The murders of Iowa State University Student Celia Barquin Arozamena last week and of University of Iowa Student Mollie Tibbetts last July has more women thinking of personal safety. Elizabeth Power is with the Women’s Center for Advancement in Omaha and is seeing more people walk through their doors wanting to talk about ways to keep themselves safe.
Power says, “People are feeling more comfortable talking about it. it is less taboo and then we do start to see these very violent crimes become national news. People are going to stop to think, wait a second. That could be me next. How do I keep myself safe? This is going to be a record breaking year in the number of people that we serve.”
Power says safety is a difficult thing to address. Women can do everything possible to keep them safe but there are also people out there that do terrible and awful things. Their advice is to do what you feel comfortable with. That could include taking a self-defense class or carry pepper spray. They also recommend jogging or walk with a partner and avoid going out alone. If you have to make sure that someone knows of your whereabouts at all times.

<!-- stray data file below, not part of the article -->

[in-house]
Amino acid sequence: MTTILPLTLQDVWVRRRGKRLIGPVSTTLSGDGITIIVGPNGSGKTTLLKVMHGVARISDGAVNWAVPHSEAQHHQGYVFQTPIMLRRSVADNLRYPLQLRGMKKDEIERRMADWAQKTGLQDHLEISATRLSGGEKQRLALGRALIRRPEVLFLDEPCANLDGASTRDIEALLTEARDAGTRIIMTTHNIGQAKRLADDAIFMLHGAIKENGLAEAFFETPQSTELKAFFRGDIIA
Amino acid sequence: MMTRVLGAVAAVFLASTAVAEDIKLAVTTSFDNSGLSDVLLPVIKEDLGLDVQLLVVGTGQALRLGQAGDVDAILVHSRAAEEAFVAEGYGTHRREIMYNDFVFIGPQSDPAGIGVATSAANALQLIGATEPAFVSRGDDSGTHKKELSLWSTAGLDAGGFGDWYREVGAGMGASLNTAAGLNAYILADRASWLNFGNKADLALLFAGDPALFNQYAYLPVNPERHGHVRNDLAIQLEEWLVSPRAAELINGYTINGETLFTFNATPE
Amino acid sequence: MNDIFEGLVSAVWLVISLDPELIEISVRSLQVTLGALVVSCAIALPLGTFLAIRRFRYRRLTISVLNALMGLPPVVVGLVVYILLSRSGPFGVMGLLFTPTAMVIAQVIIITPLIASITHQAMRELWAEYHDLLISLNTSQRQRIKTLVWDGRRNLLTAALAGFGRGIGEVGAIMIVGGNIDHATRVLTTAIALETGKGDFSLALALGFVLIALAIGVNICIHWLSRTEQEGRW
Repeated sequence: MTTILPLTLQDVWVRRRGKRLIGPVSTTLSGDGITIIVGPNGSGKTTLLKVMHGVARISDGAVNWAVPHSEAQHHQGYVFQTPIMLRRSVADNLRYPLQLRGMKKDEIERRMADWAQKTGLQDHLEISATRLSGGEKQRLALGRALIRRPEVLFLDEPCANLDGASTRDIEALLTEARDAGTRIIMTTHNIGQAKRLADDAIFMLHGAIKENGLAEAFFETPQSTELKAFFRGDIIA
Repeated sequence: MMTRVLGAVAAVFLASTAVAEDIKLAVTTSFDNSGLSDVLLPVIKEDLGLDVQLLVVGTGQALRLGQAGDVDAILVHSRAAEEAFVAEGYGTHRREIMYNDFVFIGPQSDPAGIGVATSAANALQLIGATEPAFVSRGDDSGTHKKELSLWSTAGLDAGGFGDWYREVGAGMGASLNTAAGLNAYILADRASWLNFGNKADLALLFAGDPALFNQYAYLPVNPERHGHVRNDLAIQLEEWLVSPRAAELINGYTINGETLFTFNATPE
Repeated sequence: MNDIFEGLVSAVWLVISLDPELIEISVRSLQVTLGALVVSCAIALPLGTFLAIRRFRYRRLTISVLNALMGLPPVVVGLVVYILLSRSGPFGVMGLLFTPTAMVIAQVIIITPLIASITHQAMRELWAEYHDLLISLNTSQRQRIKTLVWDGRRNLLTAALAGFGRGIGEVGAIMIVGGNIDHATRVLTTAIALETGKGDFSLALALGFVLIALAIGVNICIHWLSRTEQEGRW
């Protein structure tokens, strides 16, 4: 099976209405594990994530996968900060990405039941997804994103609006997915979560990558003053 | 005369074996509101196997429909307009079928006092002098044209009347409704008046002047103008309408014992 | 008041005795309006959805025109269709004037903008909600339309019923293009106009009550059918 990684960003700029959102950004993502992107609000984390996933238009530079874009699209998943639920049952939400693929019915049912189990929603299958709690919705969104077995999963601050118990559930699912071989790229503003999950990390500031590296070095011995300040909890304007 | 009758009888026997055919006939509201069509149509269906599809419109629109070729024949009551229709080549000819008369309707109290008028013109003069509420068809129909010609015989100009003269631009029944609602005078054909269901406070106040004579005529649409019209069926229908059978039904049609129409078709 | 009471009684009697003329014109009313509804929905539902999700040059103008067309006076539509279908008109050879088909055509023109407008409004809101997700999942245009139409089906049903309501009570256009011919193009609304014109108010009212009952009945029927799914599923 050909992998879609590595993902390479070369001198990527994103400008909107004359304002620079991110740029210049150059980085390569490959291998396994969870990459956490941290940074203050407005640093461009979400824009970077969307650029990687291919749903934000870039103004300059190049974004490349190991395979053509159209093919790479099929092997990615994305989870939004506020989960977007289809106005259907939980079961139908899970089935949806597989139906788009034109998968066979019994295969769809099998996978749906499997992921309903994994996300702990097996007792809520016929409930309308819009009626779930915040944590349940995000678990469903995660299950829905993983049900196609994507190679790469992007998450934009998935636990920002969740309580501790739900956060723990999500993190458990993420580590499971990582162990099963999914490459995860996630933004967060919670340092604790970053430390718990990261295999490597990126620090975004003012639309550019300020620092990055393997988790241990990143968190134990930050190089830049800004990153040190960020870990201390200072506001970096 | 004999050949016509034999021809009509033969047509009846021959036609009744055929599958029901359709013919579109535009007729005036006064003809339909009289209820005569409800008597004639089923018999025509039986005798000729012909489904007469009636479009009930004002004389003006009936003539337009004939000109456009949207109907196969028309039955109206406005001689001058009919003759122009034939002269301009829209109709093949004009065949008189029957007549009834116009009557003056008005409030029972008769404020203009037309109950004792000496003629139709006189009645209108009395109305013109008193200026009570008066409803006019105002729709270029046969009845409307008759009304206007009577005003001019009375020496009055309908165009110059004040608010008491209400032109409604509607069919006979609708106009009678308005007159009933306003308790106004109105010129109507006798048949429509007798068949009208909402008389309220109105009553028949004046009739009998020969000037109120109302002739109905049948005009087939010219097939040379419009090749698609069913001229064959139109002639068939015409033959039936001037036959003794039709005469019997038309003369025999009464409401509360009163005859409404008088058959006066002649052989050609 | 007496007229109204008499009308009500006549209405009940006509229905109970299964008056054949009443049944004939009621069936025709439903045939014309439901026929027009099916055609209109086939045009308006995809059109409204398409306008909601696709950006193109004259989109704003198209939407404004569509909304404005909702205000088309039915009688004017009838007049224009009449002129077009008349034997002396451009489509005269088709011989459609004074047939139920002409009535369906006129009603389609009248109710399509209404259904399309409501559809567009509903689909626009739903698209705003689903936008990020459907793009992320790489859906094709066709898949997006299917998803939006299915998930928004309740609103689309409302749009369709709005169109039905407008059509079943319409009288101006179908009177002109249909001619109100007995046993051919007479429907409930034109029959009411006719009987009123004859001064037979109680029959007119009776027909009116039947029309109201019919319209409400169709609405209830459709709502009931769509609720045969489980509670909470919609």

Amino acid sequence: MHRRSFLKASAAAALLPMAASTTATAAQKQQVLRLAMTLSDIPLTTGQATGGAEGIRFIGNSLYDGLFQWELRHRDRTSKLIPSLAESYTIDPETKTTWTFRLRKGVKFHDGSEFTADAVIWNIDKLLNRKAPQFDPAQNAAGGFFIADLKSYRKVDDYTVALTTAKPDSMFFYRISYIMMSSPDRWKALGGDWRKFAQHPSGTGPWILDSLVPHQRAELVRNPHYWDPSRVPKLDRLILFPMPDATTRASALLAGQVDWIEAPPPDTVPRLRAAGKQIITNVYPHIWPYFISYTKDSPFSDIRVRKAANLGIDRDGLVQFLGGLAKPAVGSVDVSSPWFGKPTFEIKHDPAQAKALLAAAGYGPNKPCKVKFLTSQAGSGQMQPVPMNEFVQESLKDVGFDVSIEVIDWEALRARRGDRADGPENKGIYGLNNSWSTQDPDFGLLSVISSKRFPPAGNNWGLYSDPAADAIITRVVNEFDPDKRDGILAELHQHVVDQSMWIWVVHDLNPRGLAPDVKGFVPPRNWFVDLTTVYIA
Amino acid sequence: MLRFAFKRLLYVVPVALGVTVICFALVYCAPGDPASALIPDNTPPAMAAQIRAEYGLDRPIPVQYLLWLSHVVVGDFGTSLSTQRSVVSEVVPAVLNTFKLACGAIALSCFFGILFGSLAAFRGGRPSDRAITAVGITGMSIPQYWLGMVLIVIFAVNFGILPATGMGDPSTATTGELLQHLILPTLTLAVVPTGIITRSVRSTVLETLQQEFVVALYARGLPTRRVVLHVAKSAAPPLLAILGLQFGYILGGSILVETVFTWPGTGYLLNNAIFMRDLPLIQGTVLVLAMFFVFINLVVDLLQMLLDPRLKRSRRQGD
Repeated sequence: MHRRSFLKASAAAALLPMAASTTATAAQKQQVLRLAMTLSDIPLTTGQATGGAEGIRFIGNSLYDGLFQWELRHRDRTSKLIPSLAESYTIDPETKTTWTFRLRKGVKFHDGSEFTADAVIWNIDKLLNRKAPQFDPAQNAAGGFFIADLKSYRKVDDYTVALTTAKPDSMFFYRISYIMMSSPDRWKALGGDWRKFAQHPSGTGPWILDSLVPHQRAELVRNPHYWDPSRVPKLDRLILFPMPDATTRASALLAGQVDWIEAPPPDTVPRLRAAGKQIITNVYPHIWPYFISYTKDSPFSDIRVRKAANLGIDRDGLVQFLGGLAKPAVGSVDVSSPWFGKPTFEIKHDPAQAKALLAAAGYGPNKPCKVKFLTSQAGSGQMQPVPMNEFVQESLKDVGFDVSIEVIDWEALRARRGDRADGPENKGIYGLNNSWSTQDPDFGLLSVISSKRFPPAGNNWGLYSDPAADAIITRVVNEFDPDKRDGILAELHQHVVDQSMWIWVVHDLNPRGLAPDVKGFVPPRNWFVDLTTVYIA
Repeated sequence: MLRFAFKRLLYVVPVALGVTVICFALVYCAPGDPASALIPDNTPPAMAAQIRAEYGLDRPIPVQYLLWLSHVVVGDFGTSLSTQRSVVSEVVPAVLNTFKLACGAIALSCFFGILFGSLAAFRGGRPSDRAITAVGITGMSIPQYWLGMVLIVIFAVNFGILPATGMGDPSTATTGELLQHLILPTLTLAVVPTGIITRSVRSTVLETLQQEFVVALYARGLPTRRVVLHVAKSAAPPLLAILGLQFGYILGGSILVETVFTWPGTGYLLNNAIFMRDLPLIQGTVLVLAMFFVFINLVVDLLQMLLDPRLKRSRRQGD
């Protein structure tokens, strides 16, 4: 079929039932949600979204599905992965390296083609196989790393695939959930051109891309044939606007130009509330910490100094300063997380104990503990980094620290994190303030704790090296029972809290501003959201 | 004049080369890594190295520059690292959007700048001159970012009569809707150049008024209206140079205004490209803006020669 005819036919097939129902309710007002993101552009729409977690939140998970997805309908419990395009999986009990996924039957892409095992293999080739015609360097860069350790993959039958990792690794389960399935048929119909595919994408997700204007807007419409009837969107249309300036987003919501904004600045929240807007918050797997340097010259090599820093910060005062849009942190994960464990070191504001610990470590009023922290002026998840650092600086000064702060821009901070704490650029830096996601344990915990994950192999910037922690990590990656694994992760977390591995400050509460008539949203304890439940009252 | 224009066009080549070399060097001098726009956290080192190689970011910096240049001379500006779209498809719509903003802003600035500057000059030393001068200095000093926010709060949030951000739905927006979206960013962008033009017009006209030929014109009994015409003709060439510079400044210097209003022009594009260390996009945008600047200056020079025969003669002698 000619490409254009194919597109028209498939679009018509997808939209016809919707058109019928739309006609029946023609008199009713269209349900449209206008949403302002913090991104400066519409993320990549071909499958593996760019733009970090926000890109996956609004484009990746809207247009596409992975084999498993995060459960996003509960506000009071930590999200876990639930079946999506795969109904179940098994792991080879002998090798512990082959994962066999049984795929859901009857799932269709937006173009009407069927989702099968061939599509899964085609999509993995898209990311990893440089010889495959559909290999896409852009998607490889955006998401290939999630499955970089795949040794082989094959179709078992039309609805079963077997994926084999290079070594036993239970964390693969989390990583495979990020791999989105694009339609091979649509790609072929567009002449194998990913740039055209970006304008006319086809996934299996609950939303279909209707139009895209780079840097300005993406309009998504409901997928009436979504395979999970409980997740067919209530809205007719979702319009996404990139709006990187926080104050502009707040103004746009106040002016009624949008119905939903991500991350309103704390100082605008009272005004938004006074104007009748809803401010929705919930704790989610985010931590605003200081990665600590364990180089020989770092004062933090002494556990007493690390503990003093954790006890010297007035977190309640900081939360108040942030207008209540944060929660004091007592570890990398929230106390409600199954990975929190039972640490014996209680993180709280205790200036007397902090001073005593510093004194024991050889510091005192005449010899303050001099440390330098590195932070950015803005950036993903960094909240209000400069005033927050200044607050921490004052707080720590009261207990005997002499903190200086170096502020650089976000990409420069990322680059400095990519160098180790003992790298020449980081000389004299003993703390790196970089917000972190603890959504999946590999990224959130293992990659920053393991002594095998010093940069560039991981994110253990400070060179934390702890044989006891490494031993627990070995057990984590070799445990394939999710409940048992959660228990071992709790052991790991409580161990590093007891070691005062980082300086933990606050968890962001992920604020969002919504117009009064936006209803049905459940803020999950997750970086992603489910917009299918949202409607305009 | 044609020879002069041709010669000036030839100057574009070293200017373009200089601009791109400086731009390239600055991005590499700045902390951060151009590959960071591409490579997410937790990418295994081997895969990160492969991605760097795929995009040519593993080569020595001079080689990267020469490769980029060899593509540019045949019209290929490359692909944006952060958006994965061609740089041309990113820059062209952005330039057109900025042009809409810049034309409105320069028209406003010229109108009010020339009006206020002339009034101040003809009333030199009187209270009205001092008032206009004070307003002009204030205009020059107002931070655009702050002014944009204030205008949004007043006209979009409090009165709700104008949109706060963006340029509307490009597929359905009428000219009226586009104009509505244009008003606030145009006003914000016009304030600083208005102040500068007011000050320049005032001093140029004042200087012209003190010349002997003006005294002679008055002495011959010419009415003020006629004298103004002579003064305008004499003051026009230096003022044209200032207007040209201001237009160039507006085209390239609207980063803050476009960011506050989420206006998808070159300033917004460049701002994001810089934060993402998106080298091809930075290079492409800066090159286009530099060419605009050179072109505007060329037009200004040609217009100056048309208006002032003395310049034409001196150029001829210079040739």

Power says there is something a bit unusual about the two Iowa murders. Both of women were victims of “stranger crimes” meaning they didn’t know their attacker. Power says, “We know you are much more likely to be assaulted by someone you know than by a stranger. While those crimes absolutely do happen like we’ve seen, the chance of chances of being assaulted by someone you know is so much greater.”
The Women’s Center for Advancement is located at 3801 Harney Street in Omaha. Those wanting more information can call (402) 345-6555.